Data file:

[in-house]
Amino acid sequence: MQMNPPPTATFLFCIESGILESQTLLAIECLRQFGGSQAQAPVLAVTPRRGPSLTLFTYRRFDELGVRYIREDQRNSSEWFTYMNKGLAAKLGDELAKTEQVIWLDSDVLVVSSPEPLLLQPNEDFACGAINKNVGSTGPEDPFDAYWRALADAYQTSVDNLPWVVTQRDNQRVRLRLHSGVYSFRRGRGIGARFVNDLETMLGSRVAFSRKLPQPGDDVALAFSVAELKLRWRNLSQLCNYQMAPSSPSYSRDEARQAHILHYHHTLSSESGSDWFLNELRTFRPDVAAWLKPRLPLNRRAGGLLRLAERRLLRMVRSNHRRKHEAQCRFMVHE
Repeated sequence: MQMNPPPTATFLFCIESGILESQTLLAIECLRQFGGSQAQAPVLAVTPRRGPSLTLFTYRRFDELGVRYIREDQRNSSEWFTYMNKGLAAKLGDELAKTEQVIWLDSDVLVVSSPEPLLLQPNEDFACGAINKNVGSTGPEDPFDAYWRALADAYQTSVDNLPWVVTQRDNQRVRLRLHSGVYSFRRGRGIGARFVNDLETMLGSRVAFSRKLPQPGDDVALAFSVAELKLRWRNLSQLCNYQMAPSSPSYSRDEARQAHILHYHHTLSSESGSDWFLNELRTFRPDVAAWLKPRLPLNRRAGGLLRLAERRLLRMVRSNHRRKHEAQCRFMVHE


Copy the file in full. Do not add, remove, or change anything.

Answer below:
[in-house]
Amino acid sequence: MQMNPPPTATFLFCIESGILESQTLLAIECLRQFGGSQAQAPVLAVTPRRGPSLTLFTYRRFDELGVRYIREDQRNSSEWFTYMNKGLAAKLGDELAKTEQVIWLDSDVLVVSSPEPLLLQPNEDFACGAINKNVGSTGPEDPFDAYWRALADAYQTSVDNLPWVVTQRDNQRVRLRLHSGVYSFRRGRGIGARFVNDLETMLGSRVAFSRKLPQPGDDVALAFSVAELKLRWRNLSQLCNYQMAPSSPSYSRDEARQAHILHYHHTLSSESGSDWFLNELRTFRPDVAAWLKPRLPLNRRAGGLLRLAERRLLRMVRSNHRRKHEAQCRFMVHE
Repeated sequence: MQMNPPPTATFLFCIESGILESQTLLAIECLRQFGGSQAQAPVLAVTPRRGPSLTLFTYRRFDELGVRYIREDQRNSSEWFTYMNKGLAAKLGDELAKTEQVIWLDSDVLVVSSPEPLLLQPNEDFACGAINKNVGSTGPEDPFDAYWRALADAYQTSVDNLPWVVTQRDNQRVRLRLHSGVYSFRRGRGIGARFVNDLETMLGSRVAFSRKLPQPGDDVALAFSVAELKLRWRNLSQLCNYQMAPSSPSYSRDEARQAHILHYHHTLSSESGSDWFLNELRTFRPDVAAWLKPRLPLNRRAGGLLRLAERRLLRMVRSNHRRKHEAQCRFMVHE